Many people will be flocking to local lakes this Memorial Day weekend to enjoy the holiday, but Texas Parks and Wildlife officials want to make sure boaters and anglers are taking extra measures to protect the lakes. On Thursday, officials expanded a mandate that boaters on lakes and rivers must drain their watercrafts to combat the spread of zebra mussels.
Wildlife officials say the threat is a concern especially in Waco, where the lake is a main water source.
Lake Belton already is one of six texas lakes infected with zebra mussels. Wildlife officials say they don't want the mollusk to spread to other Texas lakes because of the damage it could cause. Zebra mussels are known for sticking to hard surfaces in the water, whether that is a boat or rock. They are known for multiplying rapidly and could clog public water intake pipes and cause damage to boat motors.
While regulations won't go into effect until July 1, wildlife officials say there is no reason to wait.
"We would love for boaters and anglers just to go ahead and get in the practice of clean, drain, and dry now. Might as well start getting use to it now, and they don't have to worry about it come July 1st," Brian Van Zee, Texas Parks and Wildlife regional director, said.
While wildlife officials say boats should be thoroughly inspected and cleaned, they also say anything that gets exposed to the water should be cleaned and dried as well. That could be anything, from bait buckets to ropes to even clothing. It is an issue officials didn't think would be a problem in Texas, until now.
"We thought early on that we would be safe because of our high water temperatures and because of our unique environment that we have here that it wouldn't spread to Texas...but we were wrong," Dr. David Britton of the U.S. Fish and Wildlife service said.
Wildlife officials say that Lake Belton isn't completely covered with zebra mussels just yet, but some rocks along the lake floor have multiple mussels growing on it already.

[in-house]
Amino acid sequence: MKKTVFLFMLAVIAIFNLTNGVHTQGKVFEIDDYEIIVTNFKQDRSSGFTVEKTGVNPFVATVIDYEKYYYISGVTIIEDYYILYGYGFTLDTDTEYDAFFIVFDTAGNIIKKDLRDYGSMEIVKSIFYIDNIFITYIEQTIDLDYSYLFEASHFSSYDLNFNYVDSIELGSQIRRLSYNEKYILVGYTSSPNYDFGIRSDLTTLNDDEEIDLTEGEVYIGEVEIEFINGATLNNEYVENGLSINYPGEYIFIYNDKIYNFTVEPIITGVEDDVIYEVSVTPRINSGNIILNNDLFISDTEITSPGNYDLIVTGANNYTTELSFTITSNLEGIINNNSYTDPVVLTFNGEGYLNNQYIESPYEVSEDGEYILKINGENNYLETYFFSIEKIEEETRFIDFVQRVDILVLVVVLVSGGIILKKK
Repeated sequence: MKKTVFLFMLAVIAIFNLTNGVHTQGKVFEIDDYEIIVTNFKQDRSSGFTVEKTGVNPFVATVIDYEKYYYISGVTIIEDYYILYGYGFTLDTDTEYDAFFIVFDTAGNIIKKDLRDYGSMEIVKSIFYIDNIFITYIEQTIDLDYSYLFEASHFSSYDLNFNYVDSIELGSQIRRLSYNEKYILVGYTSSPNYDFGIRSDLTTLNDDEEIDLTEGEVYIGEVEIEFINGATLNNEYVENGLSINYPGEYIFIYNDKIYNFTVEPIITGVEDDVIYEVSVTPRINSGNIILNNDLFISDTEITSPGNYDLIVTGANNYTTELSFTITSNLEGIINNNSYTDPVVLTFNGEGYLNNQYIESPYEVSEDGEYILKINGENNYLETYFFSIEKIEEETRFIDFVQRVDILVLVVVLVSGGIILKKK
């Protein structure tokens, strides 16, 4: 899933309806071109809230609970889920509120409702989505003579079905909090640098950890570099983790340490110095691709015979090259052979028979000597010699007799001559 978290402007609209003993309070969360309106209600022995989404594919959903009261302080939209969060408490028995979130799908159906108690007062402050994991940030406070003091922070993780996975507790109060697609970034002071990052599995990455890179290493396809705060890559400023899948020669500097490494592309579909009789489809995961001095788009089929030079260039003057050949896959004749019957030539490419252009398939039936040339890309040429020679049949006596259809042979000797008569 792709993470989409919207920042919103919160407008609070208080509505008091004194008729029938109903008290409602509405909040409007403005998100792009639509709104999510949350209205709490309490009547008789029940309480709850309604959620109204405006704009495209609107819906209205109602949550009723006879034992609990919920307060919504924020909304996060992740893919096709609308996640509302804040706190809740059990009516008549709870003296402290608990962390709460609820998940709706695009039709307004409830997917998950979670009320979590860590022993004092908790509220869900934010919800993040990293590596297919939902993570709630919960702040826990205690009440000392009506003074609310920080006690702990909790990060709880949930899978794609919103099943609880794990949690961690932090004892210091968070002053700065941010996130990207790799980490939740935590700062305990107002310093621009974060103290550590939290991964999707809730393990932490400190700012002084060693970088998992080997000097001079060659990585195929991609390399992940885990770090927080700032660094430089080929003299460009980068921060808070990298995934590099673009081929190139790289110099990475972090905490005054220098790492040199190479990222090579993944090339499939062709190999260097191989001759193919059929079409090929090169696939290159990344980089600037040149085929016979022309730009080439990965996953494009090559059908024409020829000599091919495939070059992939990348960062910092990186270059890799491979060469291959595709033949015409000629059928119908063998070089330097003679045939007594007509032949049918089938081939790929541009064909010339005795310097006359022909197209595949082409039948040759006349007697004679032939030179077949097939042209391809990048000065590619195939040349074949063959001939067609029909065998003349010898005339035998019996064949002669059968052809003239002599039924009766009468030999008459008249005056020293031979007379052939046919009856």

"Once they have become established in a lake there is no getting rid of them. There is no known cure or technique to completely eradicate them from a reservoir," Van Zee said.
Parks and wildlife officials say the best way to prevent the mussels from spreading is by developing good cleaning habits now, so boaters don't help move the mussel from lake to lake.
"Open the compartments and let them drain, let them dry as much as you can before you take it out again," Fisheries biologist Michael Baird said.
The mussels are known to be microscopic at its earliest stages, so anyone who carries water out of any Texas lake and into another one will be ticketed and expect a fine up to $500. It's part of the state's effort to keep the lakes and rivers clean and avoid any future disasters.
"Everybody is going to have to drink water. We are all paying our water bills. And those water bills are going to be reflecting the increases in maintenance and operational costs that zebra mussels can be causing," Van Zee said.
Wildlife officials tell say if the zebra mussels were to find their way into Lake Waco it could cost the city more than a million dollars in maintenance costs. That is why right now they are more cautious than ever.